This court recognizes, however, that at some point in time, a detention of mail extends from a stop to a seizure requiring probable cause. See United States v. Sharpe, 470 U.S. 675, 685, 105 S. Ct. 1568, 84 L. Ed. 2d 605 (1985); Dennis, 115 F.3d at 533. Therefore, the next step in our inquiry is to determine whether Sadowitz detained the parcel for an unreasonably long period of time before obtaining a search warrant. See Dennis, 115 F.3d at 533; United States v. Mayomi, 873 F.2d 1049, 1053-54 (7th Cir. 1989). "Brevity of a detention is an important factor in determining whether it may be justified by reasonable suspicion only.... [W]e also consider whether the police diligently pursued their investigation." Dennis, 115 F.3d at 533 (citation omitted).

In Mayomi, we stated that detaining two letters for forty-eight hours to allow the inspector to subject the letters to a canine inspection was brief enough to be sustained by reasonable suspicion. 873 F.2d at 1054. Additionally, we have held that law enforcement authorities are not required to have a canine unit present at every location where a canine inspection is probable or possible. See United States v. Borys, 766 F.2d 304, 314 (7th Cir. 1985). "Diligence ... is fairly characterized by steady, earnest, energetic, and attentive application and effort toward a predetermined end." United States v. LaFrance, 879 F.2d 1, 8 (1st Cir. 1989). Here, we find that Sadowitz acted diligently and that the detention was brief enough to be sustained by reasonable suspicion. In order to be efficient, Sadowitz met the supervisor from the Richmond Post Office halfway between Richmond and Indianapolis. Immediately thereafter, Sadowitz transported the parcel to Indianapolis International Airport for a narcotics canine inspection. Evans argues that a Narcotics Canine Unit was available in Dayton, Ohio. While the distance to Dayton, Ohio may in fact be shorter than the drive to Indianapolis International Airport, we do not find that this information means that Sadowitz failed to act diligently. Rather, we find that Sadowitz diligently pursued his investigation and that the detention of the Express Mail parcel was reasonable.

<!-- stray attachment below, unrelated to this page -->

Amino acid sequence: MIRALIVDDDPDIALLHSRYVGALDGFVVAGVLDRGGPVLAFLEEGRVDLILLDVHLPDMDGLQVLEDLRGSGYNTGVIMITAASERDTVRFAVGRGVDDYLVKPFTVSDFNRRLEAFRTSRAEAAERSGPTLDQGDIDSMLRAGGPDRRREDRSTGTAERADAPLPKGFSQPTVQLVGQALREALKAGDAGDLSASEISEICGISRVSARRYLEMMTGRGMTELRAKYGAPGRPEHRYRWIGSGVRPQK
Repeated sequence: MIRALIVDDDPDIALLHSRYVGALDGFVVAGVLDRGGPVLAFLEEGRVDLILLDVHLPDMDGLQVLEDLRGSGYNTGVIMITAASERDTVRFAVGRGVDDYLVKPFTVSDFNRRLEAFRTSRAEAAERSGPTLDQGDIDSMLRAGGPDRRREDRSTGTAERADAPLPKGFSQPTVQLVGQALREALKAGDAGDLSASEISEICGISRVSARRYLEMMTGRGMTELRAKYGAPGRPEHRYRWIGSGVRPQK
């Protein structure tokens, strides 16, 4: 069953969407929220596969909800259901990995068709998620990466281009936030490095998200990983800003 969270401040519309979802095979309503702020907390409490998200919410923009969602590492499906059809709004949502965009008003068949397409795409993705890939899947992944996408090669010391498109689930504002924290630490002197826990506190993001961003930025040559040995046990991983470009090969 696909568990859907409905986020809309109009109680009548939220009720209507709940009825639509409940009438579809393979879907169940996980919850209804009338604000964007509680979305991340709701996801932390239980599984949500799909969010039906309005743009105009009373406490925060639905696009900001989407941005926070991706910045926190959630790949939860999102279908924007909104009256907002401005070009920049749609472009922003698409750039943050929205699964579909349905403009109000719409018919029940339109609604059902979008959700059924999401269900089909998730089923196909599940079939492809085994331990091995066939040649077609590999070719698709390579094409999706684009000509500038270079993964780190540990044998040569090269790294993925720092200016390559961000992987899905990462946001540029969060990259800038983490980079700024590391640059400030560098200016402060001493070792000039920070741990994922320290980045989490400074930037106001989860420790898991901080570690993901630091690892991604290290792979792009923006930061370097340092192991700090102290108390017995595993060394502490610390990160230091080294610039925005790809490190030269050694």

For the foregoing reasons, we AFFIRM the district court's denial of Evans' motion to suppress.